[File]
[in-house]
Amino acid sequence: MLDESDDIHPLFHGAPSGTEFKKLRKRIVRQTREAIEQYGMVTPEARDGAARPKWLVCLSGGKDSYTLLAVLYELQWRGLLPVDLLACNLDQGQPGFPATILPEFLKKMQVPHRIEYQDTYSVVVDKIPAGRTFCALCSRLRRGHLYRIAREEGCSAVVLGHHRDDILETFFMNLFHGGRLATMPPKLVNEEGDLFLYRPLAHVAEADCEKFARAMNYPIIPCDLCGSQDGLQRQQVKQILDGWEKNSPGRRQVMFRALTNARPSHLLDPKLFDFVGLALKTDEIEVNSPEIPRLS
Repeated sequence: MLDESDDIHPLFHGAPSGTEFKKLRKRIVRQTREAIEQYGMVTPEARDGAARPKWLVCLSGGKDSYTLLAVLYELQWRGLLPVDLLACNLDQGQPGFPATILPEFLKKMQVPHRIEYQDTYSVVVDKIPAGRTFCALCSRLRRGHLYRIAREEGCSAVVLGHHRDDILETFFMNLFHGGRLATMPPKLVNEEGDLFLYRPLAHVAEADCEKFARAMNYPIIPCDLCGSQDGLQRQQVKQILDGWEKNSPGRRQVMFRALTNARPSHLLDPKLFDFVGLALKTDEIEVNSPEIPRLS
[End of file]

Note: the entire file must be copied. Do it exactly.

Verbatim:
[in-house]
Amino acid sequence: MLDESDDIHPLFHGAPSGTEFKKLRKRIVRQTREAIEQYGMVTPEARDGAARPKWLVCLSGGKDSYTLLAVLYELQWRGLLPVDLLACNLDQGQPGFPATILPEFLKKMQVPHRIEYQDTYSVVVDKIPAGRTFCALCSRLRRGHLYRIAREEGCSAVVLGHHRDDILETFFMNLFHGGRLATMPPKLVNEEGDLFLYRPLAHVAEADCEKFARAMNYPIIPCDLCGSQDGLQRQQVKQILDGWEKNSPGRRQVMFRALTNARPSHLLDPKLFDFVGLALKTDEIEVNSPEIPRLS
Repeated sequence: MLDESDDIHPLFHGAPSGTEFKKLRKRIVRQTREAIEQYGMVTPEARDGAARPKWLVCLSGGKDSYTLLAVLYELQWRGLLPVDLLACNLDQGQPGFPATILPEFLKKMQVPHRIEYQDTYSVVVDKIPAGRTFCALCSRLRRGHLYRIAREEGCSAVVLGHHRDDILETFFMNLFHGGRLATMPPKLVNEEGDLFLYRPLAHVAEADCEKFARAMNYPIIPCDLCGSQDGLQRQQVKQILDGWEKNSPGRRQVMFRALTNARPSHLLDPKLFDFVGLALKTDEIEVNSPEIPRLS